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Our Research

Jonas Obleser and the Research Group Audi­to­ry Cog­ni­tion at the Uni­ver­si­ty of Lübeck, Ger­many, study cog­ni­tive process­es in the human brain.

With our research, we aim to fos­ter a unique cog­ni­tive-neu­ro­science per­spec­tive on chal­leng­ing lis­ten­ing sit­u­a­tions, age-relat­ed hear­ing loss, and the psy­cho­log­i­cal and neur­al mech­a­nisms of suc­cess­ful adap­ta­tion to it.

Our method­olog­i­cal focus lies in neur­al and behav­iour­al dynam­ics, and we main­ly use audi­tion, speech, and lan­guage as our “mod­el system”.

Cur­rent research inter­ests:

Metacog­ni­tion in speech and listening
— ‘Did I hear this right?’ – this is a ques­tion of so-called metacog­ni­tion, or the ‘knowl­edge of one’s own cog­ni­tive process­es’. First, in lis­ten­ing and com­mu­ni­ca­tion, our own assess­ment of our per­cep­tion (‘meta-lis­ten­ing’, almost) shapes our com­mu­ni­ca­tion behav­iour: Is the lis­ten­ing sit­u­a­tions deemed too effort­ful? Do I have the feel­ing not to under­stand any­thing?  Sec­ond, how­ev­er, indi­vid­ual per­cep­tu­al states and traits, such as a ten­den­cy to hal­lu­ci­nate or a marked degree of hear­ing loss, shape the per­cep­tu­al process itself, the way lis­ten­ers accu­mu­late sen­so­ry evi­dence and the deci­sions they derive from these percepts.

Main tools to answer ques­tions of ‘meta-lis­ten­ing’ derive from com­pu­ta­tion­al psy­chi­a­try and Bayesian mod­els of per­cep­tion; and we fuse audi­to­ry mod­el­ling (sen­so­ry evi­dence) with neu­ro­phys­i­o­log­i­cal read-outs (pupil­lom­e­try, EEG, fMRI) and com­pu­ta­tion­al mod­els of behaviour.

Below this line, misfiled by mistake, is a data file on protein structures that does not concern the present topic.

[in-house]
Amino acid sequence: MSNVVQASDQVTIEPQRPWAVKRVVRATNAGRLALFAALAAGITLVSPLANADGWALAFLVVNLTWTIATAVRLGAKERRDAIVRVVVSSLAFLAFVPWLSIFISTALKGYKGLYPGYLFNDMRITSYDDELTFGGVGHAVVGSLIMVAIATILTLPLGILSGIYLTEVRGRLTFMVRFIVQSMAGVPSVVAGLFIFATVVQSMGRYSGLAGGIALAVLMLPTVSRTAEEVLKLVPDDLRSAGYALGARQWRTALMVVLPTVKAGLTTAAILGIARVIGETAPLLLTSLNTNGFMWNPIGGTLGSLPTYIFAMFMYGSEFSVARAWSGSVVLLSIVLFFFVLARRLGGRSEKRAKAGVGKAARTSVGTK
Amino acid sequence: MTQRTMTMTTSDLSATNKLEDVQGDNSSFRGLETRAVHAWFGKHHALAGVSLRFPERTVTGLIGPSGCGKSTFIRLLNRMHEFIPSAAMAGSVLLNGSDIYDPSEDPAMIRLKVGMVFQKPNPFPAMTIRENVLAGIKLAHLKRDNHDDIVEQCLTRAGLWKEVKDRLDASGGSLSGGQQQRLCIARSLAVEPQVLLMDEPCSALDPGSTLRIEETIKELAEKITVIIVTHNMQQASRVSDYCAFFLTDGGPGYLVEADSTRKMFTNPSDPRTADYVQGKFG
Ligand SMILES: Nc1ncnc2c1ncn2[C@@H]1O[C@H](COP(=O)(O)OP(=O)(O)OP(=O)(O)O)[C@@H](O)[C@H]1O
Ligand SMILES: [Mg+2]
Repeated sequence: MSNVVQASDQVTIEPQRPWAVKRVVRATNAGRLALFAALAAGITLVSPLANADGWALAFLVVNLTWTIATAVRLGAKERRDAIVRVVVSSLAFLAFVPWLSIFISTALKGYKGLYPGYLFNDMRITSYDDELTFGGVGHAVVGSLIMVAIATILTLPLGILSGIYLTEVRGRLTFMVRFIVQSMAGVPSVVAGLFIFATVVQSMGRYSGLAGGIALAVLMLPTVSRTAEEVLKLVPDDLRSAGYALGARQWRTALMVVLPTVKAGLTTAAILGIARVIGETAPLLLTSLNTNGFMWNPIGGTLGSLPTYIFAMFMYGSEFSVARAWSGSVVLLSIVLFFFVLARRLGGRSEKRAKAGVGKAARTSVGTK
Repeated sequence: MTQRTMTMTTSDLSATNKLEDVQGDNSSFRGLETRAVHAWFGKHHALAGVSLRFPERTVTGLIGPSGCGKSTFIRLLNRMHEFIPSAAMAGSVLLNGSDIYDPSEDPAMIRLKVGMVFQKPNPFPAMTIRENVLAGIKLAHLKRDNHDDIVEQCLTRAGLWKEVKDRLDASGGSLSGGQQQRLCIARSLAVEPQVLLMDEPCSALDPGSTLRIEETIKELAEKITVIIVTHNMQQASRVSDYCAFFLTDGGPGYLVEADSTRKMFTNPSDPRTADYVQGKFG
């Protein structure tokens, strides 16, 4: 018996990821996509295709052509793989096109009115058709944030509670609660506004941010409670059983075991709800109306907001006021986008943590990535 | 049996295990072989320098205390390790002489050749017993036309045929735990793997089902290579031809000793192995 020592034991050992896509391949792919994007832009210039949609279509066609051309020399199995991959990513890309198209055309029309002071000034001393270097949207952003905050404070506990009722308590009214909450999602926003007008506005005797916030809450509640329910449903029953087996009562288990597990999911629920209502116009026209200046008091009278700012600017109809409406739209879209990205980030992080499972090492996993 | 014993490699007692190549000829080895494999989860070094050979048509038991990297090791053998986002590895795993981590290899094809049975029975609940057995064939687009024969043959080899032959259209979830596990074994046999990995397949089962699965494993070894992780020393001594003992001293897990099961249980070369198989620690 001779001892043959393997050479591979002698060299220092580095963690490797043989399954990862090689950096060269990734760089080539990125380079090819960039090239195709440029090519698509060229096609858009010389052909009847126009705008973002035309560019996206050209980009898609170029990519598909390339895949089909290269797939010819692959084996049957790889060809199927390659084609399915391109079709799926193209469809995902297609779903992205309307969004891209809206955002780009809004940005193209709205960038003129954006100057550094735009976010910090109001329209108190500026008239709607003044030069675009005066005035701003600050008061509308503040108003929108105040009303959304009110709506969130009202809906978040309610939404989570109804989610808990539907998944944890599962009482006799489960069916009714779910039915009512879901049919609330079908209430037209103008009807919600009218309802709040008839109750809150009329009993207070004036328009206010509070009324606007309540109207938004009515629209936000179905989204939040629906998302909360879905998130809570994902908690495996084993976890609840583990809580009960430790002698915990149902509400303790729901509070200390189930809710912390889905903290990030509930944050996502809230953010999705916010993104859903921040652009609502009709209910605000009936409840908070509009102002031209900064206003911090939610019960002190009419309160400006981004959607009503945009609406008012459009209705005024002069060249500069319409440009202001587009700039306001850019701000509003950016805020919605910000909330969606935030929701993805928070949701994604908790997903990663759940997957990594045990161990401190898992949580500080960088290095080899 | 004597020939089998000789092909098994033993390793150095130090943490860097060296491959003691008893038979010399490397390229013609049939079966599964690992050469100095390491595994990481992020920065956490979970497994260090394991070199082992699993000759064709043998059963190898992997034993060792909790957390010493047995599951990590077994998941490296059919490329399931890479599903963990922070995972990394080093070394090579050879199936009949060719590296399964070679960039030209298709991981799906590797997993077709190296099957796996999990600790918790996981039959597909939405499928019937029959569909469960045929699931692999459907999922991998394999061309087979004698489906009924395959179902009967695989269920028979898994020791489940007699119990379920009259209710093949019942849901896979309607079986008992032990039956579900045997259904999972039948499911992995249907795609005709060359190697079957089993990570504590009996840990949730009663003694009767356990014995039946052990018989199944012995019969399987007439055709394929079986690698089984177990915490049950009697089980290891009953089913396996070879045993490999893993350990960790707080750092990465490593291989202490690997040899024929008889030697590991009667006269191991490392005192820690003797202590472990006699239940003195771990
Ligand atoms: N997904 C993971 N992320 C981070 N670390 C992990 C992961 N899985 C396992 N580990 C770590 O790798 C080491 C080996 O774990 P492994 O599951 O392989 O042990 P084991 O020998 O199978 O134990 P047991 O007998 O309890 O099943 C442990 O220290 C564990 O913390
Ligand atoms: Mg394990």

PI: Jonas Obleser

Audi­to­ry Attention
— How does the neur­al sys­tem imple­ment a listener’s behav­iour­al goal of attend­ing to sound? What are the psy­cho­log­i­cal and neu­ro­bi­o­log­i­cal ‘algo­rithms’ that we have come to sum under the term of attention?
Main tools are neur­al oscil­la­tions, neur­al track­ing of speech, psy­chophysics, as well as graph-the­o­ret­i­cal descrip­tions of brain activ­i­ty in EEG and fMRI

PIs: Jonas Obleser, Malte Wöst­mann, Mohsen Alavash

Neur­al Dynam­ics and Neur­al Com­pu­ta­tions serv­ing Cognition
— Brain activ­i­ty can be under­stood as a set of home­o­sta­t­ic and cyber­net­ic process­es on many tem­po­ral and spa­tial scales. We ask how excitation/Inhibition (E:I) bal­ance on a local, fast-time scale or net­work recon­fig­u­ra­tions on a more glob­al, medi­um- and slow-time scale shape the way we sense and per­ceive the world, and behave in it.
Main tools include quan­tifi­ca­tions of neur­al oscil­la­tions and scale-free activ­i­ty, hemo­dy­nam­ic fluc­tu­a­tions, pupil­lom­e­try; with a focus on math­e­mat­i­cal descrip­tors such as ordi­nal time-series or graph theory

PIs: Jonas Obleser, Hong-Viet Ngo, Mohsen Alavash

Acoustic Fea­tures and their Neur­al Transformations
— We study the spec­tro-tem­po­ral rep­re­sen­ta­tion of sound in the ascend­ing audi­to­ry path­way with respect to e.g., how voic­es are rep­re­sent­ed; how class­es of sound (e.g., speech vs. ani­mal vocal­i­sa­tions) as well as more lin­guis­tics lev­els in nat­ur­al speech become neu­ral­ly dif­fer­en­ti­at­ed; how these neur­al fea­tures shape per­cep­tu­al deci­sions; and how aber­rant per­cep­tion express­es neu­ro­bi­o­log­i­cal­ly in the audi­to­ry system.
Main tools include psy­chophysics, lin­ear and non-lin­ear neur­al encod­ing and decod­ing mod­els in func­tion­al MRI, brain stem and audi­to­ry cor­ti­cal electrophysiology

PIs: Jonas Obleser with  Julia Erb, and  Jens Kre­it­e­wolf, 

Trans­la­tion­al Neu­ro­science in Hear­ing Loss and Ageing 

— All three top­ics list­ed above feed into ques­tions of trans­la­tion­al neu­ro­science: Is healthy age­ing in and by itself chang­ing the organ­i­sa­tion of the lis­ten­ing brain? Is hear­ing loss a cause or an effect of senes­cent change in the lis­ten­ing brain? What are the neu­ro­bi­o­log­i­cal, per­cep­tu­al, and behav­iour­al con­se­quences of aid­ed hear­ing, includ­ing cochlear implants?

PIs: Jonas Obleser , Malte Wöst­mann,
with Julia Erb, Jens Kre­it­e­wolf,  and Sarah Tune


In 2014, Jonas was award­ed a Euro­pean Research Coun­cil (ERC) Con­sol­ida­tor grant for study­ing the adap­tive chal­lenges to the mid­dle-aged human adult lis­ten­ing brain (2016–2021).   Since 2019, Jonas has been serv­ing as a Review­ing Edi­tor for The Jour­nal of Neu­ro­science and eLife.